No, they're quite distinct. As a movement, libertarianism rejects the need for a philosophical foundation for liberty, instead taking the non-initiation of force principle as axiomatic. Objectivism, in contrast, recognizes that liberty requires a solid philosophic foundation.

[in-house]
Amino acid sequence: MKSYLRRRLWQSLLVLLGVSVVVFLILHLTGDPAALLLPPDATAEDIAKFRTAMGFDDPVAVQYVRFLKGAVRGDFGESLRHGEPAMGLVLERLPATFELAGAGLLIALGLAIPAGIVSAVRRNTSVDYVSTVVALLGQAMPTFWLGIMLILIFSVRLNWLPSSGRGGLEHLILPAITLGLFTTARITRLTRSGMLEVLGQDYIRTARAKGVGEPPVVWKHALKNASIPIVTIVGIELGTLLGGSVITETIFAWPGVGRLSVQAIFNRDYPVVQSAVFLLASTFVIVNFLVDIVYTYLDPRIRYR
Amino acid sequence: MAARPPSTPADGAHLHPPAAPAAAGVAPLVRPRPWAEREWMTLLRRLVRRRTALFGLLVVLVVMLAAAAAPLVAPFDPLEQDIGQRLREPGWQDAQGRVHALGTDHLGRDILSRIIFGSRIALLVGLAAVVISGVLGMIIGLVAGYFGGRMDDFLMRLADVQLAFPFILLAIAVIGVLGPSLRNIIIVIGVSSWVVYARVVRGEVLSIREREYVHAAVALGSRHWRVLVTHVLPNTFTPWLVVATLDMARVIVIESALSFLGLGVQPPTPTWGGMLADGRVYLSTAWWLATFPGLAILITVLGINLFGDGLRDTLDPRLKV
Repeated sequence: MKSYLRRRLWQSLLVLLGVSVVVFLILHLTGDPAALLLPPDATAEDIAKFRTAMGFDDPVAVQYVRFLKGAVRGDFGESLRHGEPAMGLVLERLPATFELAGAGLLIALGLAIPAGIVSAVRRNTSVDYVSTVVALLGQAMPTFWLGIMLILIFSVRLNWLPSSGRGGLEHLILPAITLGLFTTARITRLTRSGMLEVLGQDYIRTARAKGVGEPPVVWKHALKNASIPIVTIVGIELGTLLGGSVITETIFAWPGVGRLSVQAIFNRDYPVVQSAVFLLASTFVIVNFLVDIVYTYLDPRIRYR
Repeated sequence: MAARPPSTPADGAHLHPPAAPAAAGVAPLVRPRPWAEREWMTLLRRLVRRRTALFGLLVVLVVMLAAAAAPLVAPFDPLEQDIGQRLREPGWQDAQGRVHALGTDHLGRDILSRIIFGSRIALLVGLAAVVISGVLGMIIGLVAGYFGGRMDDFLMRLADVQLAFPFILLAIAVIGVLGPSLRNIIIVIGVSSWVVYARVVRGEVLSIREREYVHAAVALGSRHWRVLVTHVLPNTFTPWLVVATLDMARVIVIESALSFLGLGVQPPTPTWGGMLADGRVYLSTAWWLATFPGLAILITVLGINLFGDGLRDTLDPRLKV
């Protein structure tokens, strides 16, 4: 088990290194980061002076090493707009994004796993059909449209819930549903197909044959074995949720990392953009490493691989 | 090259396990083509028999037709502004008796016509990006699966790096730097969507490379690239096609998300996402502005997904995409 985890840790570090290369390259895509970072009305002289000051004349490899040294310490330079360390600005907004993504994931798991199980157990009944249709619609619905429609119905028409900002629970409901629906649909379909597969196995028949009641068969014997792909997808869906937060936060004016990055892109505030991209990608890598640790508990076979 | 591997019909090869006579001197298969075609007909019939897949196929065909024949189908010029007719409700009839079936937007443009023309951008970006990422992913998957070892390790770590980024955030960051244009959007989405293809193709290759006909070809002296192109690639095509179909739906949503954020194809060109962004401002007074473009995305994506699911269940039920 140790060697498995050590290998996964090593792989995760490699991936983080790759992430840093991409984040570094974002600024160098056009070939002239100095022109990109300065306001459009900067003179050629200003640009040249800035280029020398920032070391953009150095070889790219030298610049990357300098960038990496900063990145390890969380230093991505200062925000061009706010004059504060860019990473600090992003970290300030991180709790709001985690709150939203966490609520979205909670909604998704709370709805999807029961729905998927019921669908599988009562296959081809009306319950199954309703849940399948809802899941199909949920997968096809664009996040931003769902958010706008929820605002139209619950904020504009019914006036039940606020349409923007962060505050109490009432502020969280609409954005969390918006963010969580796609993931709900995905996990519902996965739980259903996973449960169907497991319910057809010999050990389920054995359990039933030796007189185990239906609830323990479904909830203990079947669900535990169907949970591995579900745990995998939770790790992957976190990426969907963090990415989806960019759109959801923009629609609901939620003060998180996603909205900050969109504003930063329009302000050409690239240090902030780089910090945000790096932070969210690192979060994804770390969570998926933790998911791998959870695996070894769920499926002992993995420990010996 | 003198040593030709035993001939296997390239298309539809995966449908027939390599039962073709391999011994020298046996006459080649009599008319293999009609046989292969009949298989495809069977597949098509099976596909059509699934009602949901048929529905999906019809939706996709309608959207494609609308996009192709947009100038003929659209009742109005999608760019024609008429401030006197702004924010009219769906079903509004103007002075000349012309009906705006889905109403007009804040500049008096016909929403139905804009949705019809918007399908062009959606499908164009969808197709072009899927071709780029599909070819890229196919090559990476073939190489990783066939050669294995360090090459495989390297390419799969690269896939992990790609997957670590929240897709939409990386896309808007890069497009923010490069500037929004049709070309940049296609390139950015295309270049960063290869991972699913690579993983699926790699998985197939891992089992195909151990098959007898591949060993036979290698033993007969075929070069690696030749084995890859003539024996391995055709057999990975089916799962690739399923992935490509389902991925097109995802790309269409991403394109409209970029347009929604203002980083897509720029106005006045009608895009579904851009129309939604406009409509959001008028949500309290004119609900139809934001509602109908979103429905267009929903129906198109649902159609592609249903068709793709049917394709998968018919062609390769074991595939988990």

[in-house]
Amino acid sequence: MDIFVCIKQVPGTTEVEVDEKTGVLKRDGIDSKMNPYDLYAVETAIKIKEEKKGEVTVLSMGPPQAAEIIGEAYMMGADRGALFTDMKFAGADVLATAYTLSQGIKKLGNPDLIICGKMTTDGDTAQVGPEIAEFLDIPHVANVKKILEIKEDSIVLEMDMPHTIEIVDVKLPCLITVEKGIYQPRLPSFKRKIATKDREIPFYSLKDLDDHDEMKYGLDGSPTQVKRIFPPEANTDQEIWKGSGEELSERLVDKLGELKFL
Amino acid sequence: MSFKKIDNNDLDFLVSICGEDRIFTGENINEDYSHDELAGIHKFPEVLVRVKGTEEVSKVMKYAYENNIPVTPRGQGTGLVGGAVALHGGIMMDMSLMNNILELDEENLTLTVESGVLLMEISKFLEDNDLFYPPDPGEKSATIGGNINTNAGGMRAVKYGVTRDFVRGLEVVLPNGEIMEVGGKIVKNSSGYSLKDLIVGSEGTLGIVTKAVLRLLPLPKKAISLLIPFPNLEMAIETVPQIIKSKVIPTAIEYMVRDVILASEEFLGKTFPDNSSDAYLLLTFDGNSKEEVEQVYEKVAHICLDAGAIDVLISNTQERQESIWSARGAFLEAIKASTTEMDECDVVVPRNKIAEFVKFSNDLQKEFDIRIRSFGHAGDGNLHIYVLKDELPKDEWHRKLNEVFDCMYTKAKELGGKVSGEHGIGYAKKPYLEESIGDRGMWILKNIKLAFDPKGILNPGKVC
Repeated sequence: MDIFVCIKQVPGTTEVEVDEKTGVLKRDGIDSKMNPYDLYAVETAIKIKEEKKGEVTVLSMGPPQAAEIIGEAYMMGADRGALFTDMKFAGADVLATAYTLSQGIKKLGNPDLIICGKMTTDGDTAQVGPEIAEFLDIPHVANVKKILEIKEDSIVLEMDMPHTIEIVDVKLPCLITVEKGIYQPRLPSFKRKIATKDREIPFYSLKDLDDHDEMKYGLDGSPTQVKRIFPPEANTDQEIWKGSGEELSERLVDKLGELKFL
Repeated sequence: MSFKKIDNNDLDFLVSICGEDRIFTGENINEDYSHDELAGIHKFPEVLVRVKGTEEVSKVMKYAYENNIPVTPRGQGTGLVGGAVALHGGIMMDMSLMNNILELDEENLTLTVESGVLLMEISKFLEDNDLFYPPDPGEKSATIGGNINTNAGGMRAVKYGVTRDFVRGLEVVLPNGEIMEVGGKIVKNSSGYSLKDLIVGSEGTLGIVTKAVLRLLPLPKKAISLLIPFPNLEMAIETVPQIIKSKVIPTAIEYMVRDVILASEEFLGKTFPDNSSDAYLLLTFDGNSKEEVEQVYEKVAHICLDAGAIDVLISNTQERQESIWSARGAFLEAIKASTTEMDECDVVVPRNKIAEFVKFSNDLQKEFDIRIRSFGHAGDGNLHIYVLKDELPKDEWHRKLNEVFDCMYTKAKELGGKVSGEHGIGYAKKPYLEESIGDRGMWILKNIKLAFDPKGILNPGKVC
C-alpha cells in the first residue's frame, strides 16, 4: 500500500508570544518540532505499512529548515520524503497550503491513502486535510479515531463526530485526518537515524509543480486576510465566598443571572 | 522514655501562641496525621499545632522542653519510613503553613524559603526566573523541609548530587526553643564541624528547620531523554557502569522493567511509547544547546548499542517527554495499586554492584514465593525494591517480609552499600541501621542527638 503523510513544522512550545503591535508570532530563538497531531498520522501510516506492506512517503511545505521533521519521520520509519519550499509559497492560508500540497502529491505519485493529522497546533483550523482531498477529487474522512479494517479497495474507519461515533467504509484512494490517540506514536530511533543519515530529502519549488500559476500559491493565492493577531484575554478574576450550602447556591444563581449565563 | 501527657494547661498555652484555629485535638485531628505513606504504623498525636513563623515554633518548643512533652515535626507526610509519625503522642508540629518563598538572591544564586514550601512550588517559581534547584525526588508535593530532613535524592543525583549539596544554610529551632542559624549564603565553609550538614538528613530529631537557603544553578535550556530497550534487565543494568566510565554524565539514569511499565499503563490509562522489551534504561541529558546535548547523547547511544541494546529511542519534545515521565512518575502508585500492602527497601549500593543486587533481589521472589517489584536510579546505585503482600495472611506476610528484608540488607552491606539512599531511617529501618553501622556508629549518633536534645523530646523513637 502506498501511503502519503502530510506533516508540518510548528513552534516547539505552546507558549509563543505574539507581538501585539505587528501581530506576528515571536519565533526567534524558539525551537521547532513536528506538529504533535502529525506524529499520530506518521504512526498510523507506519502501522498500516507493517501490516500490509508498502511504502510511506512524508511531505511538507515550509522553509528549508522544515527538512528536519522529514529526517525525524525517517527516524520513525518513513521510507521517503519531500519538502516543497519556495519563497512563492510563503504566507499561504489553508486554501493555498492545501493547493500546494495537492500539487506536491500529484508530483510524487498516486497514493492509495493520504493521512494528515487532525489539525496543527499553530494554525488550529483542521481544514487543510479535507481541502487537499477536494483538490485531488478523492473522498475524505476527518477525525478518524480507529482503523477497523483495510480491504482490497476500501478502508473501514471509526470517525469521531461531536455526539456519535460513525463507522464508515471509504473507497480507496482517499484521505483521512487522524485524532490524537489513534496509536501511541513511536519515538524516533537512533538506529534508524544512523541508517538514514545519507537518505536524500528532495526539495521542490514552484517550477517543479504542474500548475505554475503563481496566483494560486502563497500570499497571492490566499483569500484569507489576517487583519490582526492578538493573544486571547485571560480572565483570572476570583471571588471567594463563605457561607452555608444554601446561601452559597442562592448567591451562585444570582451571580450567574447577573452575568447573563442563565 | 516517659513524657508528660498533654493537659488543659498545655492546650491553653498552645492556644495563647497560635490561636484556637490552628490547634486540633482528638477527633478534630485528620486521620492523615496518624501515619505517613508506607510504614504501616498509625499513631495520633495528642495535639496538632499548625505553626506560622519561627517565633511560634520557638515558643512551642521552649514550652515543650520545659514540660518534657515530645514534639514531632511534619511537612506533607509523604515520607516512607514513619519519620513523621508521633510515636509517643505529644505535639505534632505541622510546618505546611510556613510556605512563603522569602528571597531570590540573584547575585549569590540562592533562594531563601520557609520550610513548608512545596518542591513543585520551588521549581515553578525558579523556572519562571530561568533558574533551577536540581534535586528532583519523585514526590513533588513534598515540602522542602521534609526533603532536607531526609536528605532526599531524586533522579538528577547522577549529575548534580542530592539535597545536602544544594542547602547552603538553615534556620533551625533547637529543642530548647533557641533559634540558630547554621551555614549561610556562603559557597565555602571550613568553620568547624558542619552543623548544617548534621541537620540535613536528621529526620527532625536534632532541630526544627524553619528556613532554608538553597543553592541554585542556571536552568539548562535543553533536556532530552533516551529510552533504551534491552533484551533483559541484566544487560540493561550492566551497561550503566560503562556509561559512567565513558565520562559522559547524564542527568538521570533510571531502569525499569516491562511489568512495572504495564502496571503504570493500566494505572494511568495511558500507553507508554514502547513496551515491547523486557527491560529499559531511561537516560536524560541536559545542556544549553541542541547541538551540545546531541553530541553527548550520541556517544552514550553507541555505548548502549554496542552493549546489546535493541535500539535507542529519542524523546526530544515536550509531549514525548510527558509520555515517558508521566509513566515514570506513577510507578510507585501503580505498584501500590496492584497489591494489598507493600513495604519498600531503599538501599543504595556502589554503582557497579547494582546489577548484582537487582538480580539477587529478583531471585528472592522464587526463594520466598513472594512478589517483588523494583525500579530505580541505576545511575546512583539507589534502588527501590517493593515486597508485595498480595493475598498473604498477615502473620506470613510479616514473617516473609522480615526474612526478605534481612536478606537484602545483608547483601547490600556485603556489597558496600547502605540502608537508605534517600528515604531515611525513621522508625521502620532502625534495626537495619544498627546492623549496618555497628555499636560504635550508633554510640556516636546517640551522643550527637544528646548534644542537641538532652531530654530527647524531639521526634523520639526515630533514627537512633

For more details, read these two essays:
Of course, many people who describe themselves as "libertarian" today mean that in a very loose sense: they're socially liberal and fiscally conservative. To be an Objectivist, in contrast, means something quite distinctive, not just in politics, but in every branch of philosophy.
answered Sep 13 '10 at 15:53
Diana Hsieh ♦